This article was published in Australian Dictionary of Biography, Volume 1, (MUP), 1966
Thomas Bock (1790-1855), artist and engraver, was born at Sutton Coldfield, Warwickshire, England. He became a cathedral chorister at nearby Lichfield, and later was apprenticed to Thomas Brandard, an engraver in Birmingham, where he worked with W. Wyon, later engraver to the Mint. On completing his apprenticeship he set up as an engraver and miniature painter in London, and in 1817 was awarded the silver medal by the Society of Arts and Commerce for an engraving of a portrait. He was married with five children by April 1823 when found guilty at the Warwick Assizes of administering drugs to a young woman. Sentenced to transportation for fourteen years he arrived in Hobart Town in the Asia in January 1824, and was assigned to the Naval Officer, Dr Edward Bromley. Exemplary conduct earned him conditional pardon in June 1832 and free pardon in November.
Bock's career as an engraver and portrait painter did not stop with his transportation. In December 1824 he engraved a plate for a four-dollar note for the directors of the Van Diemen's Land Bank and received public acclaim for his workmanship. He engraved the plates for the 1829, 1830 and 1835 Almanacks published by Dr James Ross, and a number of bill heads and commercial cards listed by C. Craig in The Engravers of Van Diemen's Land (Hobart, 1961). From 1831 he had a gallery in Liverpool Street, Hobart, but he later moved to Campbell Street where, as the first professional painter to practise in the colony, he gave lessons in painting and became well known for his portraits of wealthy settlers. He was commissioned by Lady Jane Franklin to paint the portraits of some Tasmanian Aboriginals. Now in the Tasmanian Museum and Art Gallery, Hobart, these paintings are of importance as they were completed before contact with white settlers affected the Aboriginals' appearance. He painted in both oils and water-colour and used pastel touches with effect to give expression to eyes so that his best portraits reveal the character of the sitter as well as the likeness. In 1843 Bock visited Sydney but returned to exhibit at the first major art exhibition, which was held in Hobart in 1845. He exhibited again the following year although he was then recuperating from a severe illness. His early interest in music continued in the colony where he numbered William Wallace among his friends. Bock died in Hobart on 18 March 1855.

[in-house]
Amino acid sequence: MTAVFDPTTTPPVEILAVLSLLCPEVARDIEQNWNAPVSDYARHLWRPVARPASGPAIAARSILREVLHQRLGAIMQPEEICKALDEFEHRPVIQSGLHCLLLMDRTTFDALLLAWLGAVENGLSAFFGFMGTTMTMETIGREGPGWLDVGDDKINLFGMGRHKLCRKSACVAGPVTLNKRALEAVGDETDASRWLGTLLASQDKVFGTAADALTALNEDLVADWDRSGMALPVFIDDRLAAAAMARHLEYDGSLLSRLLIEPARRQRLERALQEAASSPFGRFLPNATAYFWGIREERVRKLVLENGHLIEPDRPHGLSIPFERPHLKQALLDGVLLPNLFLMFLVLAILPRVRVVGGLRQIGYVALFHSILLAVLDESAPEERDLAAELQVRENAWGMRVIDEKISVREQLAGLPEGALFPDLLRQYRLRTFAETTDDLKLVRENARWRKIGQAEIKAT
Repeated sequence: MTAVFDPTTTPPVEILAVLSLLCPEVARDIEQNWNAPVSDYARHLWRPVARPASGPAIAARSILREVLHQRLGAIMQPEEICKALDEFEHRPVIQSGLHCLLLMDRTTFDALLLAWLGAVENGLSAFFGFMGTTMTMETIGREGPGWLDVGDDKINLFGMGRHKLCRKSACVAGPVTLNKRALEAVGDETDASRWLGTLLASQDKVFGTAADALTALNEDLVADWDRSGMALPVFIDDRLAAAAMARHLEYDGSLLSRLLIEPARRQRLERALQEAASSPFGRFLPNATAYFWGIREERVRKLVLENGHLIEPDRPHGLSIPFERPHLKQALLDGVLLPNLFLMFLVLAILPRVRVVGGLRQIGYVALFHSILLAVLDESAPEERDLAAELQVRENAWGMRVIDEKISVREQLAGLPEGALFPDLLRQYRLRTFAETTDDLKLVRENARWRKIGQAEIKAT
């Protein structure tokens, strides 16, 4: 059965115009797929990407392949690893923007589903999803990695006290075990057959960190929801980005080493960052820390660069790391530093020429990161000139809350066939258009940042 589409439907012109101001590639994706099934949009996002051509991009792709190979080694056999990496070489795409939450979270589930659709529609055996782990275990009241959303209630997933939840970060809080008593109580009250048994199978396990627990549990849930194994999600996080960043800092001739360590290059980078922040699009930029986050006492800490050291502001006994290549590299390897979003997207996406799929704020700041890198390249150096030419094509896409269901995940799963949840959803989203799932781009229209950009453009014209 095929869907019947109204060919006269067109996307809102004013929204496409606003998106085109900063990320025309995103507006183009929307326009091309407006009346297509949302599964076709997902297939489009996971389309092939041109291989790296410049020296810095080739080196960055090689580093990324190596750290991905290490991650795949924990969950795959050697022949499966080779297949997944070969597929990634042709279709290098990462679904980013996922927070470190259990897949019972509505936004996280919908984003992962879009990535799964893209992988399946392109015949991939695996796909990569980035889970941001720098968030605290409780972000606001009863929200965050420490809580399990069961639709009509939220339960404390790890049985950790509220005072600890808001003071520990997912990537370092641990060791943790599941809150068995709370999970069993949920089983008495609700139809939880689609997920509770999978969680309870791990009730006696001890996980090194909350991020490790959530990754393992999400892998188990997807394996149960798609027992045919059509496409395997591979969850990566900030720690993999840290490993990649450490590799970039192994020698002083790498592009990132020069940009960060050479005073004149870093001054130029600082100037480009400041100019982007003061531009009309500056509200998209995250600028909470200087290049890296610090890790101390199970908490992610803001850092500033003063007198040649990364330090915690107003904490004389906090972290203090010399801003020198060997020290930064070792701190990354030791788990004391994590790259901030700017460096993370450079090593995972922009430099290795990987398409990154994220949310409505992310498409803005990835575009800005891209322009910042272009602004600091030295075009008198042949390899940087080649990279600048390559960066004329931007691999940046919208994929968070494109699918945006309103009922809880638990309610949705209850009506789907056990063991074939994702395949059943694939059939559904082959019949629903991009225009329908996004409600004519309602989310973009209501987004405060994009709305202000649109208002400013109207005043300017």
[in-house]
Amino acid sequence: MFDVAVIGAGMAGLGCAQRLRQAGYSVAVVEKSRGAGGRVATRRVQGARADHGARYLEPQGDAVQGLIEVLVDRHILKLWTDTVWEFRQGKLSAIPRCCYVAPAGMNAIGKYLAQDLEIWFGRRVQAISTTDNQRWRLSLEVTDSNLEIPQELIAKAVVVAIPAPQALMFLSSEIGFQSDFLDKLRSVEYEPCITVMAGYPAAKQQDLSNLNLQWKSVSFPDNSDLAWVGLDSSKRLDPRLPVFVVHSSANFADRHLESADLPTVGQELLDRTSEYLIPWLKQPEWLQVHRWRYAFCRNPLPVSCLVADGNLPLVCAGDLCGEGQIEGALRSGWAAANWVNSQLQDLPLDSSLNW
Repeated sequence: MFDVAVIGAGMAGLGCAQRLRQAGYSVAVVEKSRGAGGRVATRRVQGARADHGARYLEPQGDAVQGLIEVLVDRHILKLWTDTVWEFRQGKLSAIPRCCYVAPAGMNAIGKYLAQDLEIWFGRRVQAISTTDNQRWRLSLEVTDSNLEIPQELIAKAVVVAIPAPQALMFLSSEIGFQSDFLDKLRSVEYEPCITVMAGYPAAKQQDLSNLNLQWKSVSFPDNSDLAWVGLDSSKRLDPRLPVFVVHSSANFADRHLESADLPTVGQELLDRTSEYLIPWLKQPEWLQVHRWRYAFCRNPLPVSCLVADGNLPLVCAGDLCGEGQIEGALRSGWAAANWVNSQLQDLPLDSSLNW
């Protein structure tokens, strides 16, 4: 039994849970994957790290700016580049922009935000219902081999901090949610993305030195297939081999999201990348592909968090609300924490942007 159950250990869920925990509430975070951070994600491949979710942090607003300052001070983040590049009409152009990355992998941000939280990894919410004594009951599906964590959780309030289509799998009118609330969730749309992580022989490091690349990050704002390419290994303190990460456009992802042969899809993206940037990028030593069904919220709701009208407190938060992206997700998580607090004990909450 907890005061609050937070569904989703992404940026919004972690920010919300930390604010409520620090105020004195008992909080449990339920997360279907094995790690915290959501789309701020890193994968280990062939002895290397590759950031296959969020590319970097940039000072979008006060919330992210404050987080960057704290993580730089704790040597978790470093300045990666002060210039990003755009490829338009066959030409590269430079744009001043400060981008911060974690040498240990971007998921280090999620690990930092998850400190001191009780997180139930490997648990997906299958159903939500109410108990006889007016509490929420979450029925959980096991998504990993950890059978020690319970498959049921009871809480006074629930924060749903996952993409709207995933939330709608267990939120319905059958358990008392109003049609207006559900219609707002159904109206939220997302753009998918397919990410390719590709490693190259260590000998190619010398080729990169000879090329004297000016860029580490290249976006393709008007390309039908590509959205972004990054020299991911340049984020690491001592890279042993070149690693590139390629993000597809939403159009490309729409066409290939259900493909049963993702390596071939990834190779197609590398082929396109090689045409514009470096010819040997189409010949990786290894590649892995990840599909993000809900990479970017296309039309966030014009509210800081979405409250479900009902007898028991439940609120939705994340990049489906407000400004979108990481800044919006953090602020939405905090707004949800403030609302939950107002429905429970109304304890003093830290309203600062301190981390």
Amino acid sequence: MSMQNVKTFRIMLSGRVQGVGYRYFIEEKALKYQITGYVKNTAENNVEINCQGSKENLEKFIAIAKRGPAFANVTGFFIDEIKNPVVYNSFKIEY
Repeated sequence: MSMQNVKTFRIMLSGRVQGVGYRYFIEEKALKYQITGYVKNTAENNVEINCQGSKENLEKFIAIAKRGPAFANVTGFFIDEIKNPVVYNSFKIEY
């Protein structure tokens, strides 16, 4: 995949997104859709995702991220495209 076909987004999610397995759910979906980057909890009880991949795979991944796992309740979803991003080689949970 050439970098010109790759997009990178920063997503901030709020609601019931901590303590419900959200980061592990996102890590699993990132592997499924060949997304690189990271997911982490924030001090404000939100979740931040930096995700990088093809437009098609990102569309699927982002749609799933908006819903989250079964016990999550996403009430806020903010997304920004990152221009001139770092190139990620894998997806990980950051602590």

On the death of his first wife, Bock had married Mary Ann, née Spencer, in July 1850. Of his seven colonial-born sons, two inherited his artistic ability. The eldest, Alfred (1835-1920), who worked in Hobart as an engraver and daguerreotype photographer, painted portraits and landscapes. William, the third son, also an engraver, executed many illuminated addresses for the New Zealand government.
Many of Thomas Bock's portraits are owned by Tasmanian collectors and descendants. Among the best are those of George Marshall in the possession of Mrs P. G. Marshall, Hobart; Mr and Mrs Thomas Tilley in the possession of Mr P. H. T. Stops, and Mr and Mrs Richard Lewis in the possession of Mr Hubert Lewis, Hobart. A number of Bock's pencil drawings of Van Diemen's Land identities are in the Dixson Library, Sydney.
William Bryden, 'Bock, Thomas (1790–1855)', Australian Dictionary of Biography, National Centre of Biography, Australian National University, http://adb.anu.edu.au/biography/bock-thomas-1800/text2043, published first in hardcopy 1966, accessed online 31 July 2016.
This article was first published in hardcopy in Australian Dictionary of Biography, Volume 1, (MUP), 1966